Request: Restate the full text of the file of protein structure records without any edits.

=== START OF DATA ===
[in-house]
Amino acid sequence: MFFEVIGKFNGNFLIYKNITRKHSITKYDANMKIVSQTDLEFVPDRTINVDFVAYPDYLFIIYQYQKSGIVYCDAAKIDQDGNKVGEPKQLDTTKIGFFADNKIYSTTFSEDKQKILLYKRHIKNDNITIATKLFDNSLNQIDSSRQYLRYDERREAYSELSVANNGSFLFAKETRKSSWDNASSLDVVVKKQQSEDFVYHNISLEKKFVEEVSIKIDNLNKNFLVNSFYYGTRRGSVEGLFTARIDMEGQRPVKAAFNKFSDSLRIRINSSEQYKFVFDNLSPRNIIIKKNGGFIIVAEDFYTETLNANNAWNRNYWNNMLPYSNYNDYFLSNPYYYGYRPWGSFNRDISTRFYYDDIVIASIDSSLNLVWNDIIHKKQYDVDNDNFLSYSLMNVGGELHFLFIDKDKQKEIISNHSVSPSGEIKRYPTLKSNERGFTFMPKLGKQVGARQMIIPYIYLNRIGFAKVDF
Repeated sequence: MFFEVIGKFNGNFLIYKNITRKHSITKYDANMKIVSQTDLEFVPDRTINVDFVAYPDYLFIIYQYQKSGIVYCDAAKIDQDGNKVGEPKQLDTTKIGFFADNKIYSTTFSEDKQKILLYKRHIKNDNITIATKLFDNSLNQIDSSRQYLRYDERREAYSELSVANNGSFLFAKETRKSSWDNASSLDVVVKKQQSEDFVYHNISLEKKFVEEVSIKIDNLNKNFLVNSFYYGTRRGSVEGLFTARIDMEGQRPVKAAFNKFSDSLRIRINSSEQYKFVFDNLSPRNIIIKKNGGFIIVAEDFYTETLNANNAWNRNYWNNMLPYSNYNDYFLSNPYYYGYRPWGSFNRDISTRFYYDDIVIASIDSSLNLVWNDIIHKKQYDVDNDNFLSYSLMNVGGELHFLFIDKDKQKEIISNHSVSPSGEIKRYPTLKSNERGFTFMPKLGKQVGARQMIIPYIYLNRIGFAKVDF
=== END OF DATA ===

[in-house]
Amino acid sequence: MFFEVIGKFNGNFLIYKNITRKHSITKYDANMKIVSQTDLEFVPDRTINVDFVAYPDYLFIIYQYQKSGIVYCDAAKIDQDGNKVGEPKQLDTTKIGFFADNKIYSTTFSEDKQKILLYKRHIKNDNITIATKLFDNSLNQIDSSRQYLRYDERREAYSELSVANNGSFLFAKETRKSSWDNASSLDVVVKKQQSEDFVYHNISLEKKFVEEVSIKIDNLNKNFLVNSFYYGTRRGSVEGLFTARIDMEGQRPVKAAFNKFSDSLRIRINSSEQYKFVFDNLSPRNIIIKKNGGFIIVAEDFYTETLNANNAWNRNYWNNMLPYSNYNDYFLSNPYYYGYRPWGSFNRDISTRFYYDDIVIASIDSSLNLVWNDIIHKKQYDVDNDNFLSYSLMNVGGELHFLFIDKDKQKEIISNHSVSPSGEIKRYPTLKSNERGFTFMPKLGKQVGARQMIIPYIYLNRIGFAKVDF
Repeated sequence: MFFEVIGKFNGNFLIYKNITRKHSITKYDANMKIVSQTDLEFVPDRTINVDFVAYPDYLFIIYQYQKSGIVYCDAAKIDQDGNKVGEPKQLDTTKIGFFADNKIYSTTFSEDKQKILLYKRHIKNDNITIATKLFDNSLNQIDSSRQYLRYDERREAYSELSVANNGSFLFAKETRKSSWDNASSLDVVVKKQQSEDFVYHNISLEKKFVEEVSIKIDNLNKNFLVNSFYYGTRRGSVEGLFTARIDMEGQRPVKAAFNKFSDSLRIRINSSEQYKFVFDNLSPRNIIIKKNGGFIIVAEDFYTETLNANNAWNRNYWNNMLPYSNYNDYFLSNPYYYGYRPWGSFNRDISTRFYYDDIVIASIDSSLNLVWNDIIHKKQYDVDNDNFLSYSLMNVGGELHFLFIDKDKQKEIISNHSVSPSGEIKRYPTLKSNERGFTFMPKLGKQVGARQMIIPYIYLNRIGFAKVDF